Lately, as usual, I’ve been getting angry about something small I’ve been noticing online. At the tops of stories, some digital publications have started putting notes, usually right underneath the headline, presumably for the reader’s benefit, that say things like: “4 minute read.”
Last week, I had a little argument with myself—after all, what’s the harm in letting a reader know roughly how long a story is before they sit down to read it? In a bookstore, they can presumably make that calculation themselves, picking up a heavy tome on a topic of only mild interest and weighing it, perhaps deciding that after all it wouldn’t really be worth it. Magazine stories work much the same way; you can flip a few pages ahead and calculate whether, really, this can hold your interest for that stretch of pages. I’m personally fluent in word counts—I’m regularly striving for one, or trimming down to one, or telling another person they need to cut half their story to align with one. I’ve dealt in “inches,” too, at various newspapers, as in column inches, as in, “Can you write me 25 inches on that?” All of these acts of quantifying have seemed relatively reasonable to me, if sometimes maddening.
But measuring in terms of time is a different thing. Time is not, first of all, an objective measurement in the way words or inches or pages are; something that takes me four minutes to read might take you two, or six. It’s not even an objective measurement for a single person: sometimes I skim, and sometimes I read quite slowly. Sometimes I start to read and then I go to make some tea and then I come back and check Twitter and read a few emails and then I start reading again and I read in a very concentrated way until someone rings the doorbell and then I stop and maybe I start again the next day or maybe I don’t. So “4 minute read” is a bad estimate, so bad that the line at the top of the story might as well just say: “not very long but not the shortest it could be.”
I’m not really that angry because these timestamps are bad estimates, though I do think that makes them more annoying. I’m angry because our lives are increasingly meted out in pockets of time, and I want it to stop. I do not want to be told, at the top of what might be a fascinating and heartbreaking story about butterfly migration I didn’t know I wanted to read, that it’s a “25 minute read.” I do not want to begin to make calculations about how that time might be better spent: doing laundry, doing crunches, answering emails, even writing this piece, which I’ve been putting off for about a week, until I began having that squeezing sensation which meant I was almost out of time.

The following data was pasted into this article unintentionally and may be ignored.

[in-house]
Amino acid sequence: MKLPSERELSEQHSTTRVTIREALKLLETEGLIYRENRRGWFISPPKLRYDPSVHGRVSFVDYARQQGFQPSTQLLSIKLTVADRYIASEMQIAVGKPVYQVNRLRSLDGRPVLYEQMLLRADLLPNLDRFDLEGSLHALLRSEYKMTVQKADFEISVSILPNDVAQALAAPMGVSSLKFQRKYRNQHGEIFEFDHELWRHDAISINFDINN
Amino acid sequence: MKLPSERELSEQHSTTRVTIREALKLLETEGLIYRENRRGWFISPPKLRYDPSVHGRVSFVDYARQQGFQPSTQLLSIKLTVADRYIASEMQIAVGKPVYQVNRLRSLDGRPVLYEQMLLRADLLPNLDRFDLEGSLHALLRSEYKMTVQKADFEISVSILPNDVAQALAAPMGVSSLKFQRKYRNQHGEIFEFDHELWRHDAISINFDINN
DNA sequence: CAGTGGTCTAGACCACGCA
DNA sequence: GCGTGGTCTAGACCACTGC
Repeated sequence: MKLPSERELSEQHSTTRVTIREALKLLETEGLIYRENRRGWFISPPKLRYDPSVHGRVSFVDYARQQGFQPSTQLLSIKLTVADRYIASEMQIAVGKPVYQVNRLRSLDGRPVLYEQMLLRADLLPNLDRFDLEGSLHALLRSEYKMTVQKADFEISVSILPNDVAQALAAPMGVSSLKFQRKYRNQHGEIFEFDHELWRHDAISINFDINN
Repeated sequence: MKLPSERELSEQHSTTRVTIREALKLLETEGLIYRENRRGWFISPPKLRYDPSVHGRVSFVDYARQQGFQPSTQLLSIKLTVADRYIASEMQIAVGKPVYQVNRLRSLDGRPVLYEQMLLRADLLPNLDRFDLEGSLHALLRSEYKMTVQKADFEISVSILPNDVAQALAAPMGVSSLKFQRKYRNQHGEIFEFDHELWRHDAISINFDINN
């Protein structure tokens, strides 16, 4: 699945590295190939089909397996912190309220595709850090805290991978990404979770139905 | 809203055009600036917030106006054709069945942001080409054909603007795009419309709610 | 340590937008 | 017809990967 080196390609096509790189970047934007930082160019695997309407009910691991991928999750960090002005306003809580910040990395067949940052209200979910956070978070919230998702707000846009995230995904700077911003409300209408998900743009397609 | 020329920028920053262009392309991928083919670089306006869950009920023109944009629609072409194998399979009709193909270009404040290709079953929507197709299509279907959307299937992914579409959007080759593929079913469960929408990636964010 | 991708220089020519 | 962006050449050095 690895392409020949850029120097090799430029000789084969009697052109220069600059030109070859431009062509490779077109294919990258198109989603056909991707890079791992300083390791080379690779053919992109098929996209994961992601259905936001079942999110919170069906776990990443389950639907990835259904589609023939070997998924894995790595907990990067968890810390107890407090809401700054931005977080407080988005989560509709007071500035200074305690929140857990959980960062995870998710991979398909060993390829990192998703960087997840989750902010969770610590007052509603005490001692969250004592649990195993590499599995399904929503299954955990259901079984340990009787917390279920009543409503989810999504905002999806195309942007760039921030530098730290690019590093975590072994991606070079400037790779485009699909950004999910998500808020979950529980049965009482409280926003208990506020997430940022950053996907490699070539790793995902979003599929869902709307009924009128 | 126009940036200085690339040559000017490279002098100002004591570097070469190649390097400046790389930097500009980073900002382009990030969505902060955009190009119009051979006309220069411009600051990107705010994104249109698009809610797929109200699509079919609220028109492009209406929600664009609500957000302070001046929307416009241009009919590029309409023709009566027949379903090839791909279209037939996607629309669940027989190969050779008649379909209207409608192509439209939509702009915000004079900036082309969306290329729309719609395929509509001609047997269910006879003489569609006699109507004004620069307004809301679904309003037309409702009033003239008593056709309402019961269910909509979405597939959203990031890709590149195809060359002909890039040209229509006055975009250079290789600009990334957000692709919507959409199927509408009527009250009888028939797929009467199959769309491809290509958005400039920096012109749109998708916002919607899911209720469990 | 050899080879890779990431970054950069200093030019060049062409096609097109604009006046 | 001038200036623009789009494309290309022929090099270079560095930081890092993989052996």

Obsession with manmade time—breaking it into chunks, maximizing the efficiency of each chunk, equating time and value—is nothing new. Keeping time predated clocks: sundials, a stick in the ground for shadows, eventually church bells and public clocks. But time before the mid-eighteenth century was still a pretty rough concept. It was also usually a local one: the sun set wherever you were, and the day was over there; it was not that interesting, really, or at least not that important, that elsewhere the sun might be rising. This all changed during the Industrial Revolution, in part because of advancements in clock technology and in part because factory work and its output required a more precise and standardized understanding of time. Railways had to run on time. People were asked to stick to particular schedules. By the end of the nineteenth century, the concept of “the hour” was the predominate measure of time in much of the world; along with that came the prevalence of the hourly wage.
Hence we have the tyranny of modern time, a phenomenon that has inspired a lot of good thinking and writing over the last two centuries, and continues on just as it always has, dominating our lived lives.
But there is also another, related thing going on with our time these days. There is an increasing obsession, particularly in the United States, with tracking our own time—not just the hours we are scheduled to be at work, but the hours we spend sleeping and walking and running and eating and using our laptops and yes, reading. Profit-driven notions about efficiency and the value of hours—time is money!—are so deeply ingrained in our consciousness that we apply this logic to the rest of our lives. We scrutinize our hours. We even, bizarrely, use the same technology that sucks up our time to keep track of it. Our phones and apps spit back metrics at us: our iPhone can give us glib “Screen Time” reports, Instagram can give you a gentle reminder about how long you’ve been on the app. We might even purchase new technology, like a sleep tracker, gladly handing over data about ourselves in exchange for…information about our how we passed the time.
Sometimes when I close my eyes I visualize my week ahead in small bands of time, little colored strips that are blocked off with things I need to accomplish in a series of hours. I don’t even use a calendar because I don’t want it to dominate my life, but I keep a to-do list for every day, and it serves the same function (though probably less efficiently). Manmade time makes its way into my subconscious. I am not interested in any more of this, which is why I am not interested in knowing how much time it might take me to finish a story about monarch butterflies. I wish instead, and sometimes this wish is granted, that reading something surprising and good will momentarily—or at least for an hour, or for an unknown unplanned period—make it all stop.